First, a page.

The Braves head to Philadelphia today to take on the Phillies for four games, beginning their seven-game divisional road trip. To get things started, Mike Foltynewicz will toe the rubber against Aaron Nola in a battle of electric arms.
Folty has been a totally different pitcher since returning to Atlanta after being demoted to AAA Gwinnett. His fastball has a little more pop, his slider is much crisper, and he’s even found some confidence in his changeup that looked like a beach ball to hitters earlier in the season. As a result, he has a 3.31 ERA in his six starts since rejoining the Braves, and the team has won all six of those games.
While those numbers might scream, “Folty is back,” I wouldn’t quite go that far. The hard-throwing right-hander is still having a difficult time going deep into ball games, averaging just over five innings per outing, and some numbers paint a vivid picture as to why that is the case.
Folty's past five starts entering tonight:
First two times through a lineup: 21 IP, .235/.303/.358, .661 OPS
Third time through: 6 IP, .367/.424/.700, 1.124 OPS
— Mark Bowman (@mlbbowman) September 4, 2019
So while Folty is indeed back to some degree, he has not quite returned to his 2018 self – the guy who lead the league in complete games with two.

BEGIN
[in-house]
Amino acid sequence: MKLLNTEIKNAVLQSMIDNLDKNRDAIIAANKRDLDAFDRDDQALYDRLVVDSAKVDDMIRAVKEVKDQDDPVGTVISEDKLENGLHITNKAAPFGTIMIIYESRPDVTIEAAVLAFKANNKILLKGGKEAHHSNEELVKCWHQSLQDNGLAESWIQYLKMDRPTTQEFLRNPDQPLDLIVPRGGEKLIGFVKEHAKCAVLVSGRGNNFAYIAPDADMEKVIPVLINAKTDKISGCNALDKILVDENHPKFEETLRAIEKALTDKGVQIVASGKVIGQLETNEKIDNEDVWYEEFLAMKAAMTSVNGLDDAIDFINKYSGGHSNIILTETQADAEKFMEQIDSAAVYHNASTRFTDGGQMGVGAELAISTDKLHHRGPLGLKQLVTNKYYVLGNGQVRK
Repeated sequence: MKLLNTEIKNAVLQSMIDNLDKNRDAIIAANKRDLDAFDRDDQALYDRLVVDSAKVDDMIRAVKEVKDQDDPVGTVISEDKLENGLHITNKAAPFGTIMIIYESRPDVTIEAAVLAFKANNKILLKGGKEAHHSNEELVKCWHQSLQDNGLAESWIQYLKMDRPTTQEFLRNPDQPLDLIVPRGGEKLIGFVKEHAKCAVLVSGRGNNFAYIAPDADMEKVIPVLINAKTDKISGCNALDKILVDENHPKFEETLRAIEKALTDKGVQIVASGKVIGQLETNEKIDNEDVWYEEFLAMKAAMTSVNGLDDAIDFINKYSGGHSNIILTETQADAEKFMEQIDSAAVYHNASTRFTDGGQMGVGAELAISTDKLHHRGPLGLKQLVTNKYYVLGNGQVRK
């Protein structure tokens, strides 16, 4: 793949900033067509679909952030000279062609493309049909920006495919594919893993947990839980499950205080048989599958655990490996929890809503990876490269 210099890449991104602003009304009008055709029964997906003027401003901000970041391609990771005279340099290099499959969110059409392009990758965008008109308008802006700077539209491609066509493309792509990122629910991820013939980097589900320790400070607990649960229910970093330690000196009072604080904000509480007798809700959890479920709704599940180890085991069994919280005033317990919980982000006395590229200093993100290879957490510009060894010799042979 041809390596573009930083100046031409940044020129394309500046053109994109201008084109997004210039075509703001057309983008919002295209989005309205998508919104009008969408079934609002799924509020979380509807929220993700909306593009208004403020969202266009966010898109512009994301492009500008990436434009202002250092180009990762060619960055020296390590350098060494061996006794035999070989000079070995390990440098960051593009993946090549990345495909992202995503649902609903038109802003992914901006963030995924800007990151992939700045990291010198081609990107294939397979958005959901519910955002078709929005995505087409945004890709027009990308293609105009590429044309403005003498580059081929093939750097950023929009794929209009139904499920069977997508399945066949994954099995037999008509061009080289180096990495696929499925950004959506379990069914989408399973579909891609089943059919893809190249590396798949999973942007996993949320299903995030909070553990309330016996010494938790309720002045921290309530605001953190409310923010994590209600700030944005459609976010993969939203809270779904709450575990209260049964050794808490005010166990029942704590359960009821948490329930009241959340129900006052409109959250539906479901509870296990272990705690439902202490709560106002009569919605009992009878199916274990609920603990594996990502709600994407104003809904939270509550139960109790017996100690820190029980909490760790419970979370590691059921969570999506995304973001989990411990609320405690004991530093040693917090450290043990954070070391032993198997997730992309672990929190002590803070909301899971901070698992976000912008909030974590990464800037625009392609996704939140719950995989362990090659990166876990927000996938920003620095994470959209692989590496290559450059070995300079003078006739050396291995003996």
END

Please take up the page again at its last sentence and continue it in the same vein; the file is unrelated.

The Braves rotation has been lights out since August. Mike Soroka is the ace, but he’s actually been the one struggling the most as of late. Max Fried has turned into a top-of-the-rotation option. Dallas Keuchel has an ERA of 0.87 over his previous five starts. Julio Teheran’s ERA is 1.08 in his last four outings. When you take all of that into consideration, it’s difficult to imagine Foltynewicz warranting a start come October. Folty may have the upside that some of the others do not, but the consistency has not been there, and he’s running out of time to prove himself. However, his numbers suggest he might be best utilized coming out of the bullpen.
Now, starting games and being used in relief are two different beasts. As a reliever, you have to be aggressive and attack hitters from the start. We’ve seen Folty do that in his return. We’ve also watched former starters like Max Fried and Sean Newcomb thrive coming out of the bullpen, especially initially. Foltynewicz’s numbers the third time through the order are no fluke. There’s something there that he is going to have to work out, but it’s unlikely he figures it out before the postseason. I’ll be interested to see if the Braves start giving him some opportunities to pitch in relief before the season ends – because as of now – it seems like that is where he is best suited come October.